6. A raspberry bush that has, for reasons mysterious to me, decided to set berries now, after none whatsoever earlier in the year. Um…. Maybe these will ripen before winter? I’m not convinced.

It’s hard to believe it’s halfway through September already. I’m grateful for today’s warm weather, and the predicted similarly warm days coming over the next week.

Whereever you are – I hope you are able to find some good time out-of-doors. Happy Saturday to you, and clear skies, and clear air.


The Six-on-Saturday gardening thing is hosted by The Propagator, which also has links to other gardeners’ blogs. Especially in days without much travel, I’ve been enjoying reading about & seeing photos of other gardeners’ gardens around the world.

Six on Saturday: August 15

I recently discovered a collection of garden bloggers writing Saturday posts about six garden-related things. This week I thought I’d join in.

Today the weather is perfect. It’s ninety degrees in the shade, dry and bright, likely to reach one hundred by midafternoon. Six summery things I’m enjoying in my garden right now:

1 – This Russian Sage. Drought-loving (I haven’t watered it at all! and I think our last rain was in March), pale purple flowers, delicate foliage, looks properly Mediterranean. Last winter I dug it up and moved it back from the edge of the driveway. I didn’t know if this would kill it, but it’s thriving. I’m thinking of planting a few more of these this year. So pretty! And the bees love it.

2 – Isn’t this a neat caterpillar? It’s one of many hanging out on this native Californian flower I’ve forgotten the name of. In spring and early summer these plants are covered in yellow flowers that later turn into fuzzy brown seed pods. I hope this caterpillar is a beneficial insect, doing a little better because it has access to this plant! But if it’s one that most gardeners would consider a pest – well, this part of the yard is pretty much in a ‘see what happens’ state anyway.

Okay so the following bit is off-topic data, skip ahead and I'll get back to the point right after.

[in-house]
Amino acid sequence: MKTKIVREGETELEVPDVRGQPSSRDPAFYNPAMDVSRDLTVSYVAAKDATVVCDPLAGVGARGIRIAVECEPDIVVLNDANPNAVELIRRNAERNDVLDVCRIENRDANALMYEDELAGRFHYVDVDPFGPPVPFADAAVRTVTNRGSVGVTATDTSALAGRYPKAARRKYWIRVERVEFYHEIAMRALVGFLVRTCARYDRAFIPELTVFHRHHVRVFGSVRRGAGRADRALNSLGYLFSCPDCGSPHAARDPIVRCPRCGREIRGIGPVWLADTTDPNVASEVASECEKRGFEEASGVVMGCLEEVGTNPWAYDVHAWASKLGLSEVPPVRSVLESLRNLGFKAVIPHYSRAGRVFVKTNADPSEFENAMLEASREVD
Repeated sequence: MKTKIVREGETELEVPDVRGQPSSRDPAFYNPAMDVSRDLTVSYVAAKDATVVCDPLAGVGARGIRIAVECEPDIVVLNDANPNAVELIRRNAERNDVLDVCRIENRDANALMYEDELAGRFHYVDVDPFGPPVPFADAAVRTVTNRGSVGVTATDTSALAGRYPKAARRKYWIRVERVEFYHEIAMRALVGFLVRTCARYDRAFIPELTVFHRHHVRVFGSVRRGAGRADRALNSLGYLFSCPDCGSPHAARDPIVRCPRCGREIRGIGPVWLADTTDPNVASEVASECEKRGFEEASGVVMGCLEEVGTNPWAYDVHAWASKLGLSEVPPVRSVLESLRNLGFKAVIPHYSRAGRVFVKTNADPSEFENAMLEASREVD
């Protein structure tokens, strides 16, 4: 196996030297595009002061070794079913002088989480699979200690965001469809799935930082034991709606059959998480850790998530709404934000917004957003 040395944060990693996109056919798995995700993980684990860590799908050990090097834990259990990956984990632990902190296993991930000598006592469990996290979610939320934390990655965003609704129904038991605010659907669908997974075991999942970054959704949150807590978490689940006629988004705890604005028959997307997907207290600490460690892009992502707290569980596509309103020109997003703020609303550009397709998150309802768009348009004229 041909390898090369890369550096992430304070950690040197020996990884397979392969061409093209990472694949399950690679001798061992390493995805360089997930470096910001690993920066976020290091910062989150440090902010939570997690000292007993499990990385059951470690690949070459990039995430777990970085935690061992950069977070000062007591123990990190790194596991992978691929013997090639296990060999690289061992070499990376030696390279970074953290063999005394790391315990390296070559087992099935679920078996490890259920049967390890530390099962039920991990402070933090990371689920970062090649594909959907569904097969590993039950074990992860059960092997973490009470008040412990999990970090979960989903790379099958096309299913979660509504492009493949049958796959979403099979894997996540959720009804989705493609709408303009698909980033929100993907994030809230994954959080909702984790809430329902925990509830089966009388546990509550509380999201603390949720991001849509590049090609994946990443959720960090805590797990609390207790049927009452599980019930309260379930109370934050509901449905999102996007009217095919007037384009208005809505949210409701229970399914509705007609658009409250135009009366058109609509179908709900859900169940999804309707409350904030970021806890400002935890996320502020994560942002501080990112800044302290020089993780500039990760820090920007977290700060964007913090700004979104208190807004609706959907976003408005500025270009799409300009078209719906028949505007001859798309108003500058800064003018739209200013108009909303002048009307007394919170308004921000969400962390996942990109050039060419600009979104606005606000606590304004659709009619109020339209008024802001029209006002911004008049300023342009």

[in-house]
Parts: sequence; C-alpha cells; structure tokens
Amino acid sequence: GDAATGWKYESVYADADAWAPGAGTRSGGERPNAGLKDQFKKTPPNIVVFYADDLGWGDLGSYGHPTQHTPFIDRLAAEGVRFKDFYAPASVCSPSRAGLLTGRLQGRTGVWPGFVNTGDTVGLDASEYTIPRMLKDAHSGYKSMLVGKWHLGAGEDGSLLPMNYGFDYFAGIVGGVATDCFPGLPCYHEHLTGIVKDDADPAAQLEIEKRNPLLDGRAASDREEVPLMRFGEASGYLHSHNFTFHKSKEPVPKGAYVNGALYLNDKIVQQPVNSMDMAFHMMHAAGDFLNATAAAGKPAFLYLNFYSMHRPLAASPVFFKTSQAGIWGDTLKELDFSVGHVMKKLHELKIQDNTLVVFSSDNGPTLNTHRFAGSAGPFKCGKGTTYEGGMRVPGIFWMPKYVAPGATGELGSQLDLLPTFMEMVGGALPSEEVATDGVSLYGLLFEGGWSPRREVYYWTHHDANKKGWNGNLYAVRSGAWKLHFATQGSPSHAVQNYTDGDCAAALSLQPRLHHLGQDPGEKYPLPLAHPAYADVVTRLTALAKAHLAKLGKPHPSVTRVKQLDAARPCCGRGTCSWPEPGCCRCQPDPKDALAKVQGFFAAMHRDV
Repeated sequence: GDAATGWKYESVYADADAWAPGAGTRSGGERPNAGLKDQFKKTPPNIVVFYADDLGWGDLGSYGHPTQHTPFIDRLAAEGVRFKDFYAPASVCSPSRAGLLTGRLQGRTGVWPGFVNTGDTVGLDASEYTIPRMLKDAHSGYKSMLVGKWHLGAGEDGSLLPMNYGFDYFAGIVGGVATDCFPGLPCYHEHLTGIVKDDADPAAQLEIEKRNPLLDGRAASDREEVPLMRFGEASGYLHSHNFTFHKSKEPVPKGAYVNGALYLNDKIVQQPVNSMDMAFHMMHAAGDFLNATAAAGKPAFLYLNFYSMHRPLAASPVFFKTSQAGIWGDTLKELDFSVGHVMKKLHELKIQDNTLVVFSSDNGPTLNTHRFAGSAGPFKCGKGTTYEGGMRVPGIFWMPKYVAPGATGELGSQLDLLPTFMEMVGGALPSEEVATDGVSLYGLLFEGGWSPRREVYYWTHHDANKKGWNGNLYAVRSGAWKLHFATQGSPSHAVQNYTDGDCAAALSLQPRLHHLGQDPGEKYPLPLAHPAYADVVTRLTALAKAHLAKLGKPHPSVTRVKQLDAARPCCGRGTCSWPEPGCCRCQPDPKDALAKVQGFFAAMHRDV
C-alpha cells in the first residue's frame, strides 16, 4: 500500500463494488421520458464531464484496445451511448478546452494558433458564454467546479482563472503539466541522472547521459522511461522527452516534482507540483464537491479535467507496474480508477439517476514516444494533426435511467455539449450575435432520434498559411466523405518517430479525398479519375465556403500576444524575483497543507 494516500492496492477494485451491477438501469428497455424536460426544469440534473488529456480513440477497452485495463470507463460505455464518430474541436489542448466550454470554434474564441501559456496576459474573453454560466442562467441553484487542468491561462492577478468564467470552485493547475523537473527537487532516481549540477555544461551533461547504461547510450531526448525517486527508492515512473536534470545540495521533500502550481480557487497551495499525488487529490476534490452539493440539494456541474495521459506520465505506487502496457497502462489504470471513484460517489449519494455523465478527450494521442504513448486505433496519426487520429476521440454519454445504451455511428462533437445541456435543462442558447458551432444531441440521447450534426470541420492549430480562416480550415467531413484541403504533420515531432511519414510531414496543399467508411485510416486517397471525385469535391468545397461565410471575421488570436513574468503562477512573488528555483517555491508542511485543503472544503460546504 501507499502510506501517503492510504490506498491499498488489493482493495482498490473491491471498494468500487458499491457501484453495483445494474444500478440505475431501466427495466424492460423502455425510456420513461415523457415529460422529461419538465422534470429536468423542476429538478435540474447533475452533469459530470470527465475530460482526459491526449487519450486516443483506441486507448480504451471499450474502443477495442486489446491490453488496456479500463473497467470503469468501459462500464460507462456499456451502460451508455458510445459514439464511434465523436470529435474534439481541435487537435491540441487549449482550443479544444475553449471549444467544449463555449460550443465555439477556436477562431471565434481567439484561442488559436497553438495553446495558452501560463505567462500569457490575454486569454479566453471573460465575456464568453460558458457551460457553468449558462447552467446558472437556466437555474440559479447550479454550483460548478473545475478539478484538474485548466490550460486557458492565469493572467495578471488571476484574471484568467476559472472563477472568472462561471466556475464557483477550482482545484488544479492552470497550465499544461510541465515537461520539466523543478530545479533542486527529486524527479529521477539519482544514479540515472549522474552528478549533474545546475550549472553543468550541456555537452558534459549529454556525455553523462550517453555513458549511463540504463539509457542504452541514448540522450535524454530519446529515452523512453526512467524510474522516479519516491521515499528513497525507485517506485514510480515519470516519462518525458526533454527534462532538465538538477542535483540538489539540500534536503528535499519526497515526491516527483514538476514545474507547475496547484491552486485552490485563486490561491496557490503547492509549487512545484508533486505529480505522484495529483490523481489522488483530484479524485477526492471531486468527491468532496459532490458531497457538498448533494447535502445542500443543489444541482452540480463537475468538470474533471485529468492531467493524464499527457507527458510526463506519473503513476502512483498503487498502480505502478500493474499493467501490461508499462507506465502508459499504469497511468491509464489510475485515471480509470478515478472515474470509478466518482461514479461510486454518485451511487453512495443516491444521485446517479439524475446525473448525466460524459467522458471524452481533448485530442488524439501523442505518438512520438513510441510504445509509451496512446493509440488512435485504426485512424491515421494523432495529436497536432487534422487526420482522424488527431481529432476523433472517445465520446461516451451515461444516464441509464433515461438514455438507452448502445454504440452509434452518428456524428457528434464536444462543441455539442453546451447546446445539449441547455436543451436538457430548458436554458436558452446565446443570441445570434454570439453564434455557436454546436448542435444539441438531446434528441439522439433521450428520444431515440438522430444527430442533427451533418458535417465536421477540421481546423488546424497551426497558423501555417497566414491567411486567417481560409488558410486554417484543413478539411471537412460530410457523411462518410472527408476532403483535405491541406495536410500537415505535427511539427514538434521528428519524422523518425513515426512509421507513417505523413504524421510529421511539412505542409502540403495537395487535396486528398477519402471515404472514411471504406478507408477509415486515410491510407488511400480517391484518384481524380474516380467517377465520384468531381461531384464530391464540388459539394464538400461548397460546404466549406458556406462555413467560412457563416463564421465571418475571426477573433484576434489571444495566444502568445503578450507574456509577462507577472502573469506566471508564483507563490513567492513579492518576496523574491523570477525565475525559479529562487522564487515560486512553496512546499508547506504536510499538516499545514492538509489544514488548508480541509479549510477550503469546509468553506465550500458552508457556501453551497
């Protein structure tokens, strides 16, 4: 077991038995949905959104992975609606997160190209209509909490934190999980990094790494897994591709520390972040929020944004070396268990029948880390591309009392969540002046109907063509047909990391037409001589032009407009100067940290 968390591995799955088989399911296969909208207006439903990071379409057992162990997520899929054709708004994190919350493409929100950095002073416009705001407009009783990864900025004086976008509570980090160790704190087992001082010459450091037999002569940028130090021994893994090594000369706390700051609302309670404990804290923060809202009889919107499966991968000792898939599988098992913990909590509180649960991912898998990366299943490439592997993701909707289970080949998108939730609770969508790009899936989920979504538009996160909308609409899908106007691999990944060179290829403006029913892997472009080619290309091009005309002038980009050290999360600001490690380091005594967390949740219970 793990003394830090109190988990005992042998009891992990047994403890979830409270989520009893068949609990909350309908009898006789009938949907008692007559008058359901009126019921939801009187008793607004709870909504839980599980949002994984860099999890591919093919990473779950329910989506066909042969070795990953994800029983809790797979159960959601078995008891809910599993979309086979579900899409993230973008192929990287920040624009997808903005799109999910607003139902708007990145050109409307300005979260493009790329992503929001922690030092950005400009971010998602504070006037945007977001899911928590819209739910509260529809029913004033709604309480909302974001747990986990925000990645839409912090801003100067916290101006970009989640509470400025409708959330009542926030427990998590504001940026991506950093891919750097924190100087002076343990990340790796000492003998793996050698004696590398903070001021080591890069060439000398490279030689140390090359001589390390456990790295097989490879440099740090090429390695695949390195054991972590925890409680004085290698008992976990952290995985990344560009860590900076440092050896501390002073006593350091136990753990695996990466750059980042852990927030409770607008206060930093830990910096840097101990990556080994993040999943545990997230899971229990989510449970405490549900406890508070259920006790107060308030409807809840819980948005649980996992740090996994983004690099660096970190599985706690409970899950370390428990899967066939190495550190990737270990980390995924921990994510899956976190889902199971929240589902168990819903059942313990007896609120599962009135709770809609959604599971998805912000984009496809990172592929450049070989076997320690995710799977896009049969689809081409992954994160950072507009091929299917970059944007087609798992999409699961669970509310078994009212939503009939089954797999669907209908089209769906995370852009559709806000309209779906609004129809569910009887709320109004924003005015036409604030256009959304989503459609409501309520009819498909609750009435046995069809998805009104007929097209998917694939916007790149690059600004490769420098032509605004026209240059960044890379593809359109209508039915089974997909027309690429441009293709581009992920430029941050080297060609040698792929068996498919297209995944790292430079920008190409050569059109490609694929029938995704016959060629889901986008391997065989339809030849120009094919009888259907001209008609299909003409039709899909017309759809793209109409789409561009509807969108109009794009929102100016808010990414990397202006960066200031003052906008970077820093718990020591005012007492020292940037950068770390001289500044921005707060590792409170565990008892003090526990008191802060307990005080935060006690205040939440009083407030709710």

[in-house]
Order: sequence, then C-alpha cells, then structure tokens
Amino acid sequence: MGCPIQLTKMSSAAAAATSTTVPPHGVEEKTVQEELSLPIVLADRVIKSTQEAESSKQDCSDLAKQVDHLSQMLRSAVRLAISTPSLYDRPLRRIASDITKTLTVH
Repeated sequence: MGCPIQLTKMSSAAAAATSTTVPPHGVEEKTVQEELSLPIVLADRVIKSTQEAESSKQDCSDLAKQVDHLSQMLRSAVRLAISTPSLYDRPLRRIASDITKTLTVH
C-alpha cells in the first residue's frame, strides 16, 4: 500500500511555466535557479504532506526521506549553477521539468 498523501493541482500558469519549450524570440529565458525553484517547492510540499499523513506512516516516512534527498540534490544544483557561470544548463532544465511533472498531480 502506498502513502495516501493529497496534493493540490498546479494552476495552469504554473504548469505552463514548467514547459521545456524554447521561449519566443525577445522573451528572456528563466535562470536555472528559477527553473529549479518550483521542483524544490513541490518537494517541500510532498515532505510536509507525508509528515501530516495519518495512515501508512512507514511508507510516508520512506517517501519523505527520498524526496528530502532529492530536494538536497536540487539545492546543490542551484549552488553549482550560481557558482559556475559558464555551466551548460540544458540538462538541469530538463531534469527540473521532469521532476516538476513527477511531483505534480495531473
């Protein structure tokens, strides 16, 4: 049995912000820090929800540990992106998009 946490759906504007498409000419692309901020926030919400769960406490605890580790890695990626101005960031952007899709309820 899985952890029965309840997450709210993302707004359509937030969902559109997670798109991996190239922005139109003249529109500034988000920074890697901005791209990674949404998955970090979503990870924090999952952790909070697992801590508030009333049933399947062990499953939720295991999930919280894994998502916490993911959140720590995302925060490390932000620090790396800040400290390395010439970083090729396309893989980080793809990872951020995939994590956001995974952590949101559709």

3 – My baby nectarine tree, planted from a pit two or three years ago. Will it produce fruit? If it does, will the fruit be as delicious as the parent? No idea. Planting nectarines from seed is apparently hit and miss. But look how healthy it looks!

4 – Apples ripening. So hard not to pick them early!

5 – Visually speaking, the Platonic ideal of garden sweet corn. This makes me happy in a way I can’t reasonably explain. This is the second crop; I planted two. The first is just about finished, so the timing of this is great. I planted this second crop where I’d previously had peas, and its leaves are greener – healthier soil, maybe? I’m curious to see if the flavor varies. This is the first year I’ve planted corn, and in my determination not to harvest too early, I picked the first ear too late! It wasn’t bad, but it wasn’t great either. Luckily it didn’t all ripen all at once, and I got better at judging as I went along. I am determined that when this batch is ripe, I will be right there waiting to eat it!

6 – Sungold cherry tomatoes, a consistent favorite since I first grew them six or seven (!) years ago. This batch isn’t quite ripe because I ate all the ripe ones!

Happy gardening to all, and happy summer if you’re in the Northern Hemisphere!

For other garden bloggers’ Six-on-Saturday posts, visit The Propagator, which I in turn discovered by way of herbalblessingsblog.wordpress.com.